Why Aldi’s ‘premium store’ trials won’t translate for UK consumers
Aldi has been trialling premium store formats in Australia, which have seen in-store bakeries, better lighting, new categories such as food-to-go and organic food and a focus on improving how products are displayed as well checkout wait times.
However, introducing them to the UK consumer could prove risky for the brand which has built its proposition on being a no-frills retailer where saving made in avoiding large ‘posh’ stores are put into giving shoppers low-cost goods,
The move in Australia comes after Aldi found that only 30 per cent of its customers in the country are considered ‘low-income’. Nearly 35 per cent are ‘middle-income’ while a further 35 per cent of shoppers come from household with an income greater than $90,000 a year — up 6.7 per cent since 2011.
According to The Australian, the new store formats have already boosted sales and improved store visits. So could Aldi be readying its ‘posh’ stores for the UK? It’s unlikely to happen any time in the near future, according to a spokesperson for the brand.
Aldi has been in the Australian market for 14 years and has quickly captured nearly nine per cent market share to become the third-largest food retailer in Australia. Its main competitors are Coles and Woolworths.
It has taken longer to crack the UK market. Having entered in 1990, it currently sits behind its larger ‘Big Four’ rivals – Tesco, Asda, Sainsbury’s, Morrisons – as well as the Co-op as the sixth largest grocery retailer commanding a 5.4 per cent share of the market.
“After many years of trying, it currently has the right formula, which is successfully attracting shoppers from across the spectrum,” said Alastair Lockhart, insight director at in-store marketing specialists Savvy.
“With that in mind it seems unlikely that Aldi would trial premium store formats in the UK - certainly not in the near future. Its stores are performing well and it still lacks geographic coverage in many parts of the country. Simply by opening new stores, it can pretty much guarantee market share gains.”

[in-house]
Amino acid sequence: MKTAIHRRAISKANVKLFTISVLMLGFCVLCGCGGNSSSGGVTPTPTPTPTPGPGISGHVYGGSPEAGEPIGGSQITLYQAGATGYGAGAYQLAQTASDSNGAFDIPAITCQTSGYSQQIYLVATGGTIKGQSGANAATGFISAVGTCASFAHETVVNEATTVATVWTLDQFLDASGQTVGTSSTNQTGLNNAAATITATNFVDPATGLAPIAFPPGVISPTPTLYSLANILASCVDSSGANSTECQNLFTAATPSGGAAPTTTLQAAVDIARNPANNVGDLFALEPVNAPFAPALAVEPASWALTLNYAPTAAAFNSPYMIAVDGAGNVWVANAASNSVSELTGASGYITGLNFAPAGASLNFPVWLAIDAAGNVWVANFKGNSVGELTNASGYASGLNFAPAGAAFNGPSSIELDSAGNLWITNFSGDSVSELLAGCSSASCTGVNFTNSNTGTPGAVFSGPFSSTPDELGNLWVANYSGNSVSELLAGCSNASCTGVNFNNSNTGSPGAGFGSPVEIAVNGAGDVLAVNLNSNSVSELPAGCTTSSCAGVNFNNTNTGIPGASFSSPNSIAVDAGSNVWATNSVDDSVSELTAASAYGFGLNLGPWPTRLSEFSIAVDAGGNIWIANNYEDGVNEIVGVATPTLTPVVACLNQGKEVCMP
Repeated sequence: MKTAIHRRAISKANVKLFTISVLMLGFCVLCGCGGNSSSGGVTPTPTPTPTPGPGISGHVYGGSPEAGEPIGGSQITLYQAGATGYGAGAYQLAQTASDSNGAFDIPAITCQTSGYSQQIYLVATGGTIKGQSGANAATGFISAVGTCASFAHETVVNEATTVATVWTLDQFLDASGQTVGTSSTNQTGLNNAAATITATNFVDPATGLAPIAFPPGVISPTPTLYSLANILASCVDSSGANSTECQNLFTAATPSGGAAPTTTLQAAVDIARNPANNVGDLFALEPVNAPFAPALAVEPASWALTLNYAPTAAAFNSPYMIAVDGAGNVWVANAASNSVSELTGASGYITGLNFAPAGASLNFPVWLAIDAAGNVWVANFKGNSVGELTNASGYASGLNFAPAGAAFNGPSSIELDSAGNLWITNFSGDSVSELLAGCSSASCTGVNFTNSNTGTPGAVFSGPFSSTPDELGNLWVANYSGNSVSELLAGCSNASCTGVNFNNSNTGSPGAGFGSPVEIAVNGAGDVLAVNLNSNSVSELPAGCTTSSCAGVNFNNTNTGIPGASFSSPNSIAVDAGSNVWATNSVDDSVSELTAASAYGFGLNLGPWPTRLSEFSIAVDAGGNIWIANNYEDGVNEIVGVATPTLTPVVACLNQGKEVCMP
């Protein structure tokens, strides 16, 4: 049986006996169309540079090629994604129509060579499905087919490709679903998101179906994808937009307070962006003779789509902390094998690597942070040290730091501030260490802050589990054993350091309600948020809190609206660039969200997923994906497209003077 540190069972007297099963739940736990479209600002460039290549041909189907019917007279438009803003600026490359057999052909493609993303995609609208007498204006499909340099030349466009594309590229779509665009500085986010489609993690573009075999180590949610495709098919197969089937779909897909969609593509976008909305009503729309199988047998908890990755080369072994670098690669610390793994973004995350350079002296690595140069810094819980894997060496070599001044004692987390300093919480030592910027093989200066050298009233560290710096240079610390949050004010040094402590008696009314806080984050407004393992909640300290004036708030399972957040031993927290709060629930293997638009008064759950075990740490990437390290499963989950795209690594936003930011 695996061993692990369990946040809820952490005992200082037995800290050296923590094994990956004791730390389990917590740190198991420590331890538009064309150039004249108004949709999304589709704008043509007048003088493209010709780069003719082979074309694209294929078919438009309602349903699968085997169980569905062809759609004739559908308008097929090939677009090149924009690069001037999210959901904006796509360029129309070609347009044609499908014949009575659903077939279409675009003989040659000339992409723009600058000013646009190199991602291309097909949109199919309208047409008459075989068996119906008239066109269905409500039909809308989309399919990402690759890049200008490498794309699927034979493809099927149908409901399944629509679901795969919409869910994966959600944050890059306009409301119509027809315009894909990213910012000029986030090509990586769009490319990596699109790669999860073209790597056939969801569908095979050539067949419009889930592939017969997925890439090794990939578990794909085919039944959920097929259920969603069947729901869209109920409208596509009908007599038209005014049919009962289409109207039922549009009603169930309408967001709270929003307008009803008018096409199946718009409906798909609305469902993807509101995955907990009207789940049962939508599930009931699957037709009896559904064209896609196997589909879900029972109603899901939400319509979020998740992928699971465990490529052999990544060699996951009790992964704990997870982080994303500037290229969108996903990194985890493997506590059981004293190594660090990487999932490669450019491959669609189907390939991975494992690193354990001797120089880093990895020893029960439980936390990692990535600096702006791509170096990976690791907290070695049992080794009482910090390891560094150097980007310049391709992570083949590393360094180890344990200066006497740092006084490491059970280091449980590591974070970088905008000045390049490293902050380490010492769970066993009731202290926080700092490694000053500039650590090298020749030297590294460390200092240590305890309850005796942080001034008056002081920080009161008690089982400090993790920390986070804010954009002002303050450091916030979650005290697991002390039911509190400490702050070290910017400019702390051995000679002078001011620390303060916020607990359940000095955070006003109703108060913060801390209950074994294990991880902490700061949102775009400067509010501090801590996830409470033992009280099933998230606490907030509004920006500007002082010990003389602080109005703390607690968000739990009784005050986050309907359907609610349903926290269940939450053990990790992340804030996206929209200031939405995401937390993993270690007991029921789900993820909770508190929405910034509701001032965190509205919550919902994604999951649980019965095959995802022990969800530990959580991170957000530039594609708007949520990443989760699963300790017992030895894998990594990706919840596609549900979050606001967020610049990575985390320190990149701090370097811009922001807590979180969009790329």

However, Aldi's impressive growth is beginning to plateau and it has already been trying to ‘premium-ise’ its offering in existing stores. For example, its Speciality range touts goods like wagyu beef, manuka honey and Italian extra-virgin olive oil to lure more middle-income shoppers through its doors.
Chris Averill, chief executive of customer experience agency We Are Experience said Aldi’s in-store experience is already the best among UK grocers; it knows customers want quality produce at a reduced price and gives it to them.
“I wonder whether a new upmarket look could get in the way of that. The consumer expects a simple yet functional store from Aldi,” he said. “Its USP is founded on offering a no-nonsense shopping experience, distancing itself from the smoke and mirrors of stores such as Sainsbury’s and Waitrose. I question whether shoppers will feel that Aldi is changing, becoming similar to its bigger rivals.”
It wouldn’t be the first value-led retailer to attempt to upgrade. Last year, Morrisons revamped a number of its stores introducing innovations like ‘mist machines’ to highlight its fresh produce.
However, critics felt that by giving the impression of being an upmarket retailer, Morrisons was driving consumers to no-frills discounters like Aldi. Earlier this year, the revamp strategy was halted and its mist machines axed.
Averill continued: “The most important question is will an upmarket look give Aldi the power it needs to start taking on competitors such as Sainsbury’s and Waitrose? I wouldn’t like to say for certain but it’s certainly happened before. Some 20 years ago Woolworths was at the height of its growth and Poundland was the cheaper, smaller competitor, but the second Woolworths started to falter Poundland snuck in and took over the majority of its stores.
“Now there’s a Poundland on every high-street and Woolworths has gone bust. Whether Aldi’s growth will be quite as dramatic remains to be seen but with the big name supermarkets in retreat it certainly stands a chance.”